How to destroy your marketing brand!

A few weeks ago, I had a very bad customer service experience.  I’ve known the owner of this restaurant since he was a kid helping his parents in their Deli.  Six weeks ago he opened his restaurant.  I’ve been there nine (9 ) times already with at least 6 people in our party.  

I’ve also recommended his restaurant to at least 100 other individuals.  In fact, when I spoke in front of an audience of 250 local business individuals, I mentioned how great the food was at this restaurant and that the audience should try it.

I’m usually the first of our party to arrive and normally I get a table and wait for the others to arrive.  This time I was told that their new policy “was to not seat anyone until all of the party arrives.” When I asked to speak to Antonio (name changed for privacy), the owner, I was told he was too busy in the kitchen. She said this without even checking to see if indeed he was busy in the kitchen.

When the others arrived 10 minutes later, I went to the hostess and said we were all here, and her response was, “Since the others were late they had to give our table away to someone else, and we’ll have to wait until another table opens up.”

Is this a way to Get Customers to Call, Buy and Beg for More?  Of course not!  But if the owner doesn’t inspect what he expects, his business will go downhill very quickly.  He is in an area where people vacation in the summer and is currently booked solid.  But after the vacation season, he will wish he had his constant patrons.

He is focused on efficiency instead of customer retention; on the quick buck without brand building for the long-term; on delegating without customer service in mind.

I expect him to be out of business within 1 year if he continues to operate his restaurant in this way.

Tell me what you think.

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6 Responses to “How to destroy your marketing brand!”

  1. How right you are, Ken. And how frustrating it is to see how many business owners seem oblivious to the huge impact their sales staff or customer service staff has on their customers–whether good or bad!

    Another example–a large motorcycle dealership here in town hired twin sisters a year ago to work the clothing counter. They helped customers find the right items, the right fit, and so on.

    These two were fantastic! They were cheerful, alwasy eager to help, and always upbeat. Recently, when they asked for a modest raise, they were let go. Now, their two replacements are people just going through the motions, and the entire atmosphere has changed for the worse. What a shame!

    Employees who work directly with customers can really make or break a company’s brand image. Too bad so many business owners don’t pay enough attention to what’s going on in the front of the store, or in the customer service department.

    Thanks, Ken, for a good reminder.


    Ken Reply:

    In the hustle and bustle of things, it’s easy to lose focus. We must be ever vigilant!

    Thank you for your input Michael.



  2. William says:

    I do not understand why business owners are not more on top of this sort of behavior.
    Wal-Mart, has started to become this way too. I have notice that they are taking more main stream products off the shelf and replacing them with store brands such as great value.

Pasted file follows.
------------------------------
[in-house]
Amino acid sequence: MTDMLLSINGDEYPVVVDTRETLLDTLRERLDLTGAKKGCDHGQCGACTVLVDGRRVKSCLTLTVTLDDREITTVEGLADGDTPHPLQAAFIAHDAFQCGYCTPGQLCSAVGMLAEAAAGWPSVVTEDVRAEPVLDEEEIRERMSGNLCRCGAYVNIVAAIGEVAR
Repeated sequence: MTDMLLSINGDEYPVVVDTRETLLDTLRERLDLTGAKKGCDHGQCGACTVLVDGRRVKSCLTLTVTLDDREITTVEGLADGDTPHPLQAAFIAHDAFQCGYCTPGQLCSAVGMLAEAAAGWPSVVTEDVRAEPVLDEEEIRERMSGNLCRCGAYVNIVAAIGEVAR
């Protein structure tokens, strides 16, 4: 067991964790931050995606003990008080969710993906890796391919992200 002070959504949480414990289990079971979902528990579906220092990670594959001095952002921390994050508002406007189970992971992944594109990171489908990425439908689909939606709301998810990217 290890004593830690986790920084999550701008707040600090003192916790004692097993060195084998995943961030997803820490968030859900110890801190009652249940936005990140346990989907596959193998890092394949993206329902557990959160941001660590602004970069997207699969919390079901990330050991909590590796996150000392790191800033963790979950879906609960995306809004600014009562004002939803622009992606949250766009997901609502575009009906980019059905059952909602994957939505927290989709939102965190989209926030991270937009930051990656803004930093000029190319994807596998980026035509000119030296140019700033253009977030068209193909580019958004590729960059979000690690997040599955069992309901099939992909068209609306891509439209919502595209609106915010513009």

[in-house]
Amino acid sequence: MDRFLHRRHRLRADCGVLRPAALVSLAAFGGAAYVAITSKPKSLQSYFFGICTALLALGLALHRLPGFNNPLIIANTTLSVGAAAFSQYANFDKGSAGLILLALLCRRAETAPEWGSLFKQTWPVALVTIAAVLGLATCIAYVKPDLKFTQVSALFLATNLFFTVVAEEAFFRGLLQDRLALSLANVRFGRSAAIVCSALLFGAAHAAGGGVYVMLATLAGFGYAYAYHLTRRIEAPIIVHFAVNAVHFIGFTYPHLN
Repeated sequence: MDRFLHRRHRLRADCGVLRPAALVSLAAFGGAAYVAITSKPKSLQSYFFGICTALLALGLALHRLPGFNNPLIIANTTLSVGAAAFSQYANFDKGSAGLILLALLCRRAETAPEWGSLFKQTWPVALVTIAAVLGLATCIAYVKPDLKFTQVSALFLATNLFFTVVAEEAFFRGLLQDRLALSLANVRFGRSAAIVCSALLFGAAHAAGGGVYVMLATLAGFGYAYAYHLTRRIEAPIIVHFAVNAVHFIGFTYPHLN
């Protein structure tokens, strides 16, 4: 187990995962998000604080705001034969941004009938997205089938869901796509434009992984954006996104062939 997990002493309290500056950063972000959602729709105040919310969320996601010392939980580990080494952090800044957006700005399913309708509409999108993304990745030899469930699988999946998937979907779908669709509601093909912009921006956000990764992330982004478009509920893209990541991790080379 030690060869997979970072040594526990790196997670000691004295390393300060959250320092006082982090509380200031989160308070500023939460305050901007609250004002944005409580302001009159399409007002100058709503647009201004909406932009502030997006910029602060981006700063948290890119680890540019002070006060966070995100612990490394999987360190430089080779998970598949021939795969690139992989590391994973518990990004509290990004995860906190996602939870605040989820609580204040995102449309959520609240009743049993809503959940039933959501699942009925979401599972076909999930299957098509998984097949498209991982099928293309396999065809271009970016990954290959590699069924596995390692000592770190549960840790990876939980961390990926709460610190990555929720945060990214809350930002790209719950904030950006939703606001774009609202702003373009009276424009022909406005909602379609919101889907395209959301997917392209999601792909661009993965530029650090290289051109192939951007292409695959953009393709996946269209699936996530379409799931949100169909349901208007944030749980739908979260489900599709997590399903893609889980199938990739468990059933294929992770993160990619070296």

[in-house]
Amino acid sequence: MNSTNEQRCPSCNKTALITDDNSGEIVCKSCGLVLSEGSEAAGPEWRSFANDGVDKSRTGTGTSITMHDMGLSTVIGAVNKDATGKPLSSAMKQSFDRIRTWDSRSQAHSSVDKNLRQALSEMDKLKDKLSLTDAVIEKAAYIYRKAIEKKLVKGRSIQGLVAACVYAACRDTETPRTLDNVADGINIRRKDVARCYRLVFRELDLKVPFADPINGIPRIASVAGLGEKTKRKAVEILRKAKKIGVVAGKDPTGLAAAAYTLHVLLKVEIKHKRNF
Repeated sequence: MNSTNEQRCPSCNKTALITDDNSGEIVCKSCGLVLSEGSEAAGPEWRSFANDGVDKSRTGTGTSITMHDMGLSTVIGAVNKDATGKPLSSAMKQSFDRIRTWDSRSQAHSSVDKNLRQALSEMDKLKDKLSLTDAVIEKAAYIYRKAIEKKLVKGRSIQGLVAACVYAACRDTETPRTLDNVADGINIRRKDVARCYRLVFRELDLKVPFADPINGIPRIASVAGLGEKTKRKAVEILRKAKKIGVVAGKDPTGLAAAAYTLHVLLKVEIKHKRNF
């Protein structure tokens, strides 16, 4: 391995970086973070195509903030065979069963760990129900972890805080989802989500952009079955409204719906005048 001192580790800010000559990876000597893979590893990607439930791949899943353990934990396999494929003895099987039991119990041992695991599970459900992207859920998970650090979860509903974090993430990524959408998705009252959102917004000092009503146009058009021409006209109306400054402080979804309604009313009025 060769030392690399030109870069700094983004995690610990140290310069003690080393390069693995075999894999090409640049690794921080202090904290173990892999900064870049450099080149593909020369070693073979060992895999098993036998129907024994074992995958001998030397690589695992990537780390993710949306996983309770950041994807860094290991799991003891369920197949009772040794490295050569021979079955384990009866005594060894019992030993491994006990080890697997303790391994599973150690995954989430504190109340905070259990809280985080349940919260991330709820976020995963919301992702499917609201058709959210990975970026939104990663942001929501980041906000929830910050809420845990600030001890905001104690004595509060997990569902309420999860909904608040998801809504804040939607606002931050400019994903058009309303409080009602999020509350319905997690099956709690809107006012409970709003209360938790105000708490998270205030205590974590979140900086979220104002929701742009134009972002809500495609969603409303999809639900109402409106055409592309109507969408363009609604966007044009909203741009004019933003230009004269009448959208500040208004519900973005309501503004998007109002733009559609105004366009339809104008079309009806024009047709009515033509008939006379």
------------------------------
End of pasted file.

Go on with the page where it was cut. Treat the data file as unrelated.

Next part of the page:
Customer service is almost non-existant. Several times this year when looking for a product I would walk toward an employee to ask for help, they would simply walk away.

    I am a plumber and if I would treat my clients this way I wouldn’t have a business at all.


    Ken Reply:

    Hi William, this is a great example of companies forgetting their roots, like the owner in my story. They forget that it’s not systems, or products, or anything except the customer that pays them. They get caught up in efficiencies and forget that the most important part of anything you do in your business is the customer. You are correct…you have to treat your customers right, or you wouldn’t have a business at all.



  3. Brian says:

    Thanks for all the great articles and information you provide.

    The “front end” of your buisness is where youvmake your money, not in the kitchen, shop, paint room or whatever service you provide.

    My policy is to that every customer is called after the service is preformed to ask how the job was and to actually solicate complaints.

    Any complaints are handled immeadiately by me, the owner, and all complaints are resolved to the customers 100% satisfaction or we return their money.

    You have delt with my company when we cleaned your roof and siding and are a satisfied repeat customer so you know what I mean.

    I think it is way to easy and way to short sighted to blow off a customer complaint.

    That customer will cost you 10 or more jobs just from the negative comments made to relatives and friends.

    In the case of your resturant experience I would suggest calling the owner and relating your negative experience and do a followup article on how he handled it.

    Brian Hegarty
    A Plus Powerwashing and Roof Cleaning


  4. Ken says:

    Brian, thanks for the feedback. I have already communicated with the owner and I’ll let you know his response, if indeed he heeds my advice. This is what I live for…to have the interaction with my readers is the spark of my life, so keep communicating with me and let me know your biggest business problems so that I can help you grow your business and create more customers.


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